Growing Garlic


Garlic grows rapidly during a brief favorable period.  It stores energy "reserves" in the garlic bulb followed by a dormancy period until seasonal condition are once again favorable for growth.  This cycle repeats year after year.  Human intervention is not required for this cycle to continue; however, gardeners have participated in the cultivation of the plant for many years.  Cultivation of the plant provides gardeners with the storage organ (garlic clove) and the garlic bulb and the ability to possibly control the bulb size.


A loose, well drained soil with a ph of 6.5 to 7 is ideal.  Soil should be worked to a depth of 18".  Working in organic matter or fertilizer helps promote good growth and bulb size.  


A good rule of thumb is to space your rows at least one foot apart.  Plants should be about 6" apart in each row. Mounding your rows or planting in raised beds helps the soil to drain properly and reduces the amount of mulch needed to cover your crops.

Planting Stock

Buying your bulbs locally assures the gardener that the crop has been successfully grown and acclimated to their growing zone.  Planting the largest cloves usually produces a larger bulb and milder flavor.   Planting small and medium cloves provide the most  flavorful bulb.  To rejuvenate the flavor of the bulbs, bulbils should be planted every few years.  Bulbils are capable of producing small bulbs or rounds the first year and can be planted the same as regular cloves the following year.


Prior to planting, you must separate the cloves from the bulb.  This is referred to as "popping".  Popping should be done as close to the day of planting as possible.  Cloves can be soaked overnight in a mixture of  1 gal. of water to 2 tablespoons of baking soda.  Just before planting, soak the cloves in isopropyl alcohol for no more than 4 minutes.  This helps reduce the risk of infection to the clove.  Our garlic is planted in the fall, 3-5 weeks before the ground begins to freeze.  This is usually mid-October thru mid-November.  Planting too early will promote late fall above-ground growth to the plant.  Plant the cloves 2-4" deep, root side down.  Cover with soil and mulch.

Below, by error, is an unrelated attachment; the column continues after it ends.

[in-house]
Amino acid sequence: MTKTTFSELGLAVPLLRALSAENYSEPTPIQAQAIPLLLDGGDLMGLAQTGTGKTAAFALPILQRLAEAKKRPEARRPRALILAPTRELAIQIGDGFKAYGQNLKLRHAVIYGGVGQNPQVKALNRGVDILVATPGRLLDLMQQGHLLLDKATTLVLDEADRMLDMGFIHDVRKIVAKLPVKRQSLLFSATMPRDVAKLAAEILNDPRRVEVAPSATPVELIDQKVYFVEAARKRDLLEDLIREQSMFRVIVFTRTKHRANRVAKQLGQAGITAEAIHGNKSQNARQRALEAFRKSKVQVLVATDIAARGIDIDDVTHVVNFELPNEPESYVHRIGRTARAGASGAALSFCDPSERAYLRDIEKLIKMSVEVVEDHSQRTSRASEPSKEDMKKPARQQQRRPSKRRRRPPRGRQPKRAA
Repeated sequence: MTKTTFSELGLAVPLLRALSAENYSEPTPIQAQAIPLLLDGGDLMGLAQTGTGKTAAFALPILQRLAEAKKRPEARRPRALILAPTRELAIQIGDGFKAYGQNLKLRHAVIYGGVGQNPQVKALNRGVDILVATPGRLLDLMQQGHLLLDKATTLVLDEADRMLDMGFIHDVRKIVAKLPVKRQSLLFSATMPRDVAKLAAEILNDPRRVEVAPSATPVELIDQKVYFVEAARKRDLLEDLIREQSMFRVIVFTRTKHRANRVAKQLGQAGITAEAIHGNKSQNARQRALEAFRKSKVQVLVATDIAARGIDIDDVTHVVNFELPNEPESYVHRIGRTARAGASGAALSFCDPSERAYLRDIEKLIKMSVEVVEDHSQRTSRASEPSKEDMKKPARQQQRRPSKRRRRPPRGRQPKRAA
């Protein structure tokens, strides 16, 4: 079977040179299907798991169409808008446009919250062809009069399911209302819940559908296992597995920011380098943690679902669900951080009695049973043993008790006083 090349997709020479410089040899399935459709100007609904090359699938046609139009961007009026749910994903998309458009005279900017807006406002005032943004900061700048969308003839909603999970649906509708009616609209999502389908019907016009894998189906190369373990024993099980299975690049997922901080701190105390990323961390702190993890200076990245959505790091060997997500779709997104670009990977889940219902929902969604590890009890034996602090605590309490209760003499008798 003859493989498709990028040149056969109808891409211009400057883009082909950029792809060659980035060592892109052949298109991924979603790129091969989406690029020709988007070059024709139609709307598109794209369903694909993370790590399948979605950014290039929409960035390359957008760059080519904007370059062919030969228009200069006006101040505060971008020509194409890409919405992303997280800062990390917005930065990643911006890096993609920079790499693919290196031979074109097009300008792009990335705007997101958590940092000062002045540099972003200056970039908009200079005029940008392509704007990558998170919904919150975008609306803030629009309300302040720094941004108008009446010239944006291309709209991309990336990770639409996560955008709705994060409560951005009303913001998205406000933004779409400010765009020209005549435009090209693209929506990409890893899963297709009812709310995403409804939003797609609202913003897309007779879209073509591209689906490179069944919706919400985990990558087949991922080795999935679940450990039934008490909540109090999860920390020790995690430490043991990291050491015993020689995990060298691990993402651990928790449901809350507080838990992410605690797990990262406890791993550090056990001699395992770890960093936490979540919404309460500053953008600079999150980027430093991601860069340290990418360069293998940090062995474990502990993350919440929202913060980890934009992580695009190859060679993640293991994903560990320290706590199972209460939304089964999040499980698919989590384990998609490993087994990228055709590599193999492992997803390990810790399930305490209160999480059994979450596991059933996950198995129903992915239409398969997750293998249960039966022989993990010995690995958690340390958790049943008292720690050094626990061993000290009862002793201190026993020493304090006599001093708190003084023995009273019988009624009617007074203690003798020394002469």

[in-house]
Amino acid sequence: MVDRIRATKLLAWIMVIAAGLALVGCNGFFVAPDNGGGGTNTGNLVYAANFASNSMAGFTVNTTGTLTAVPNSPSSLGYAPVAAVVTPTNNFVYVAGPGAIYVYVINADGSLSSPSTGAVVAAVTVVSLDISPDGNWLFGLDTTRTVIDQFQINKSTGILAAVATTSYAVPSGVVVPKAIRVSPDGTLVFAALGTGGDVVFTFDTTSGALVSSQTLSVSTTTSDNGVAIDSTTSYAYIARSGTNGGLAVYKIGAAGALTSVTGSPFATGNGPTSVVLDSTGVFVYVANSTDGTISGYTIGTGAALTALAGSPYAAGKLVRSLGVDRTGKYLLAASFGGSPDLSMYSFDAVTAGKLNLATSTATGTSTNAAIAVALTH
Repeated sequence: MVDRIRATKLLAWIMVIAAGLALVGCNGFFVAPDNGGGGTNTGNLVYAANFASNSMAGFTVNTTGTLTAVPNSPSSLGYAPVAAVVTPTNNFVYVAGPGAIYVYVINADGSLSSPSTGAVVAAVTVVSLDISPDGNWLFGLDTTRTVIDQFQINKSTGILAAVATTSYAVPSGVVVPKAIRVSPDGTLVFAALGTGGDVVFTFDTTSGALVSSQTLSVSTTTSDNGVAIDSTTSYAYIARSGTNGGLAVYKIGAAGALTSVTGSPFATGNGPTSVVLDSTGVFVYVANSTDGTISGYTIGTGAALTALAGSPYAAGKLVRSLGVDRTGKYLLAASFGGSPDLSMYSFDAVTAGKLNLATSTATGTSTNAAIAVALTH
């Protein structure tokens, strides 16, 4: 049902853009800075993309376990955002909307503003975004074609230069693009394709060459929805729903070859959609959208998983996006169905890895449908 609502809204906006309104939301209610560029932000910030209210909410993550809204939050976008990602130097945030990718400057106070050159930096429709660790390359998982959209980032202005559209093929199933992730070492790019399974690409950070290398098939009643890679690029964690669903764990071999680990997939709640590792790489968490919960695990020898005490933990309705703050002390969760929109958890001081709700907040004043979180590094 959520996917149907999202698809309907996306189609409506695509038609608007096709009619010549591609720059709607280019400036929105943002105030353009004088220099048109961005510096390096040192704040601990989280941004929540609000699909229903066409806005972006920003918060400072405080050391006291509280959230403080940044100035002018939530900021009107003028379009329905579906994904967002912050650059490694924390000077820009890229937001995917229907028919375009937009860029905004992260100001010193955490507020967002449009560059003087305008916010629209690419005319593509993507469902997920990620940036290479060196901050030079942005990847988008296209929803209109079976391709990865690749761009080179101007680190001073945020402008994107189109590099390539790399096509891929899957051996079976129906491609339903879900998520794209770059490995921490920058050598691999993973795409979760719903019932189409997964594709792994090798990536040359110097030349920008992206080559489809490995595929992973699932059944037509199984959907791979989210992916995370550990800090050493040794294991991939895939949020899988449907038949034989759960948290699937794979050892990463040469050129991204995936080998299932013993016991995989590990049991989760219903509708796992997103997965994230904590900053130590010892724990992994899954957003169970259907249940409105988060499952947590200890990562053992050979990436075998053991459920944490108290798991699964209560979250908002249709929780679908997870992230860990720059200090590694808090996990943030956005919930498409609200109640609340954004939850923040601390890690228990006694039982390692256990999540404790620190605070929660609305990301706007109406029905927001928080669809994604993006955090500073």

Fertilization is essential for healthy plant growth.  Fertilizer can be organic or non-organic.  Both provide nutrients to the plant.   Garlic is a low nitrogen feeder, but demands potassium and phosphates. Testing your soil to meet the ph levels and micronutrients needed is highly recommended.

A good rule of thumb is to fertilize prior to planting.  The second application is middle to end of March and final application in May.  We do not recommend any fertilization after May.


Mulch provides moisture retention, temperature moderation, weed suppression and soil amendment.  Use approximately 2-6 inches of mulch after planting.  We use about 2" and find it sufficient for our area.  You can use straw, leaf mulch, grass clippings, etc.


Your best harvest comes from soil that is kept moist.  Mulching helps retain moisture in your soil.  During dry periods, water should be applied at a rate of 1/2-1" per week.  Stop watering 1-2 weeks prior to harvesting, depending on the moisture content in your soil.  Bulbs that are harvested in moist to dry soil are easier to remove and clean than those that are harvested in wet, muddy soil.

Harvesting Scapes

There is a two-fold benefit to scape removal.  Removing the scape prevents bulb reduction by sending more nutrients to the bulb.  Garlic scapes are visually appealing.  They are textured like asparagus with a mild garlic flavor. Harvest the scapes anytime they begin to curl but before they uncurl (usually early June).  Use a sharp knife or scissor to remove the scape just above the top leaf.  The best time to harvest scapes are early in the day.  This allows the sun ample time to seal the plant where the scape was cut. Scapes can be refrigerated for several week.  Scapes can also be frozen. For recipes using scapes, see our "recipe" page.

Harvesting Bulbs

Garlic is usually harvested in July, after being in the ground for 9 months.  Garlic harvested too early will not have the great flavor and aromas that a mature bulb has.  Garlic harvested too late will not have the bulb wrappers intact and greatly reduce the storage life.  A good rule of thumb is to harvest the garlic bulb when one half of the leaves are green and one half of the leaves are brown.  We use a potato fork to loosen the soil and pull out the plant.   Put your plants in a shaded area immediately after harvesting. 


Upon harvesting, hang the entire garlic plant in a well ventilated area, shaded and sheltered from the weather.  The plants can be bundled in groups of 12-15 using bailing twine.  Circulating fans are recommended to assist in the drying process, but not required.  Temperature, humidity and circulation will determine how long it will take to dry the garlic.  Four weeks is an average drying time.  Keep the garlic heads on the stalk until the entire plant has turned brown and dry.  Once the plant has completely dried, cut the garlic bulb off of the plant leaving approximately 1/2-1" of the stalk. Trim the roots of the bulb to approximately 1/4".


Garlic can be stored in a mesh bag in a cool dry place.  Do not refrigerate garlic.  The longer the bulbs are stored, the more critical the optimum temperature and humidity becomes.  The optimum temperature is 56-58 degrees fahrenheit.  The optimum humidity is 45-50 %.